Gender bias also influences who is considered for leadership positions. The largest study of women in corporate America found that women—especially women of color—are dramatically underrepresented in management and executive positions. While women represent nearly 50% of entry-level positions (with white women representing 30% and women of color representing 17%), they hold only a quarter of C-suite positions (with white women representing 20% and women of color only representing 4%).
Even when women do hold leadership positions, gender bias contributes to the so-called likeability-competence dilemma: They can be perceived as likable or competent, but not both. Stereotypical expectations of women as kind, warm, and nurturing conflict with characteristics commonly associated with competent leadership, such as assertiveness and fortitude. As such, when women demonstrate the latter characteristics, they are often perceived as “unlikeable.”
While gender bias is well-documented in leadership positions, it can be present at every stage and level of the hiring process. For example, a 2014 study comparing identical resumés with the names Simon and Susan found that Simon was more likely to be interviewed and hired than Susan.
What’s more, gender bias even impacts the way job opportunities are described in the first place. While it is against the law for job descriptions to specifically advertise to men or women, subtle word choices—such as stereotypically masculine words like “competitive” and “dominant” or feminine words such as “support” and “interpersonal”—impact who applies to the role: Research shows job listings with more masculine wording led women to think the field was dominated by men, believe they wouldn’t belong in the position, and find the job less appealing.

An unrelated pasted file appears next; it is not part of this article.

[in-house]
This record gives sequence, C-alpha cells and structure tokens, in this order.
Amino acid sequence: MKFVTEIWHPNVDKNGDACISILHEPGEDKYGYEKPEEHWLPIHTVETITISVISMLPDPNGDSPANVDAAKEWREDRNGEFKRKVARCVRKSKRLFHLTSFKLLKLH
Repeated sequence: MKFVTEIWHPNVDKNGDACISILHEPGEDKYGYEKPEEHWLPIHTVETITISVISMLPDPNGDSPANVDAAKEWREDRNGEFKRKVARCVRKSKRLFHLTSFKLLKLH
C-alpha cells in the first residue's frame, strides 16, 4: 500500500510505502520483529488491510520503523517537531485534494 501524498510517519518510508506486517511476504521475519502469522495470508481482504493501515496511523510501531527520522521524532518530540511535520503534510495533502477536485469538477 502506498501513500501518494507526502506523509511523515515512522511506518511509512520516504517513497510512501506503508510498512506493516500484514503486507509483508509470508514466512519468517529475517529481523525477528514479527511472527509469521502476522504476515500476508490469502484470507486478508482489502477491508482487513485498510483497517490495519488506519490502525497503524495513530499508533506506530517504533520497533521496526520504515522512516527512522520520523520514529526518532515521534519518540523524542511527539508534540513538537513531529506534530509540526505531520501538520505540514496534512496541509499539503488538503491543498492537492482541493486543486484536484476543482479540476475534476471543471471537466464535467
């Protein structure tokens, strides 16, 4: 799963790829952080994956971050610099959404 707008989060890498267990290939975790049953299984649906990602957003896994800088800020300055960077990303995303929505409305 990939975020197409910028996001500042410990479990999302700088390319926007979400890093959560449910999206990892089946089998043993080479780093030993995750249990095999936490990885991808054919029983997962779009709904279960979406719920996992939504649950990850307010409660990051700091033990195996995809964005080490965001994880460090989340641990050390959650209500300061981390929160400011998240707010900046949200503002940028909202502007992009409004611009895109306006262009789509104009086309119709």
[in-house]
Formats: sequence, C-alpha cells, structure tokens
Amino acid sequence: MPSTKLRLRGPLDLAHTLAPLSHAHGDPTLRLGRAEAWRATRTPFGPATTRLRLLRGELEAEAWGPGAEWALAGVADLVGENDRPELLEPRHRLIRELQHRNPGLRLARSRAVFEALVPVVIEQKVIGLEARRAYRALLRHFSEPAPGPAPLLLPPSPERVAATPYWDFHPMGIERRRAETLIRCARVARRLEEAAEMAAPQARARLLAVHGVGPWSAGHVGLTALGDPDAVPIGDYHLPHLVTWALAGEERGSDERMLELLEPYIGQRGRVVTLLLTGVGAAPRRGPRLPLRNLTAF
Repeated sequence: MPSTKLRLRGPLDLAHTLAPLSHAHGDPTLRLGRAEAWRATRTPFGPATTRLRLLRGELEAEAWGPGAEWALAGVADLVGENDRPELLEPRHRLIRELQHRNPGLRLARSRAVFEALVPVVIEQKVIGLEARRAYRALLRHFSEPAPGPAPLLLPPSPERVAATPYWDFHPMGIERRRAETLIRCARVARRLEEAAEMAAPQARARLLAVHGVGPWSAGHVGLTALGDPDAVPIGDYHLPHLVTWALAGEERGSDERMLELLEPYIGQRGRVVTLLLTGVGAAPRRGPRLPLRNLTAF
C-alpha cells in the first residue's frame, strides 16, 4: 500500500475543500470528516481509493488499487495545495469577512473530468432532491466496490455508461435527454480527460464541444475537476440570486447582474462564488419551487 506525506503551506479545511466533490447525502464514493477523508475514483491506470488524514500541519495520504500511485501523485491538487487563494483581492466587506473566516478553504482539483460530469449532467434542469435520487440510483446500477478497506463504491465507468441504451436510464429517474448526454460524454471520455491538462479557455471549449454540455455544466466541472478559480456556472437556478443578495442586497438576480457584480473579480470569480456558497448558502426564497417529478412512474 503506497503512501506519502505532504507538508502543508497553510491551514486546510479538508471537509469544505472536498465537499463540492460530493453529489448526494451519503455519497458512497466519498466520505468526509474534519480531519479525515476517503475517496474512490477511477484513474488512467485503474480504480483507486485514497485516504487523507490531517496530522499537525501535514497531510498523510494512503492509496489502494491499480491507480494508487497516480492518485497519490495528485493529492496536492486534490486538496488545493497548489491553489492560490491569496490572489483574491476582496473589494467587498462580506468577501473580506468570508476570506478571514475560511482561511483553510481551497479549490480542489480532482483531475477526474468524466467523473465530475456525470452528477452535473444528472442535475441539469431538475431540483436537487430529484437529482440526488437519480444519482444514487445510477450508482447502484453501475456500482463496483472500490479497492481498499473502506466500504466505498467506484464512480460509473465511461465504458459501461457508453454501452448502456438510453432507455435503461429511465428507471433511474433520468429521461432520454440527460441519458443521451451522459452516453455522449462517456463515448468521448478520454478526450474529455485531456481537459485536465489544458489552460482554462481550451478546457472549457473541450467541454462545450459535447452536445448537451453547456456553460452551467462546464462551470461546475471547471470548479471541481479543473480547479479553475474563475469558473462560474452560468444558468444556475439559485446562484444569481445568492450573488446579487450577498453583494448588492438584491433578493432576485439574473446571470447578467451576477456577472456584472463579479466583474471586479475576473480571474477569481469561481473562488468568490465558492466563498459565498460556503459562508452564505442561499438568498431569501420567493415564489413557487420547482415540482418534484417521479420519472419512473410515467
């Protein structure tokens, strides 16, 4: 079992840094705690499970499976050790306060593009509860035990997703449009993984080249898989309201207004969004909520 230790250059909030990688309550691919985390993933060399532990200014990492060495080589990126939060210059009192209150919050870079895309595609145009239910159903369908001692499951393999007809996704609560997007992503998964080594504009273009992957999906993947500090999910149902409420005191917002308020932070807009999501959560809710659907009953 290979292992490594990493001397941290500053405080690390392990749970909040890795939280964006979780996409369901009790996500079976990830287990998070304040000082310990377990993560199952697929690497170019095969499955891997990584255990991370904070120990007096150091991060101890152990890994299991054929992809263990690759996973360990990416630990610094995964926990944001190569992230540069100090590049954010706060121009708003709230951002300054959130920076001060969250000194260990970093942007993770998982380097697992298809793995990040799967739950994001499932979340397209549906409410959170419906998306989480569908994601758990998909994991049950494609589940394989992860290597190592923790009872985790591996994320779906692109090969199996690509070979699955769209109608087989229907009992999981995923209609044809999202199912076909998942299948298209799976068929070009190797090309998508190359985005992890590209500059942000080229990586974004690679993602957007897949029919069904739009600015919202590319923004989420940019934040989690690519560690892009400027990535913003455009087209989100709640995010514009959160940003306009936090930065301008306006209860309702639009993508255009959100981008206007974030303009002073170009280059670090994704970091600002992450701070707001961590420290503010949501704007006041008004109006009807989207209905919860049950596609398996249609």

Gender bias also shapes workplace perks and benefits—from remote work to health insurance—often limiting opportunities for women to join or remain in the workforce.
As women make up the majority of family caregivers, they are less likely to feel supported and succeed in organizations that do not accommodate flexible work schedules or parental leave. Even though women express a higher need for remote work than men, men are more likely to have jobs that offer it. And when it comes to parental leave, companies contribute to the caregiver gender gap by distributing it unevenly: While 55% of employers offer paid maternity leave, only 45% offer paid paternity leave (often with less time offered for fathers than for mothers).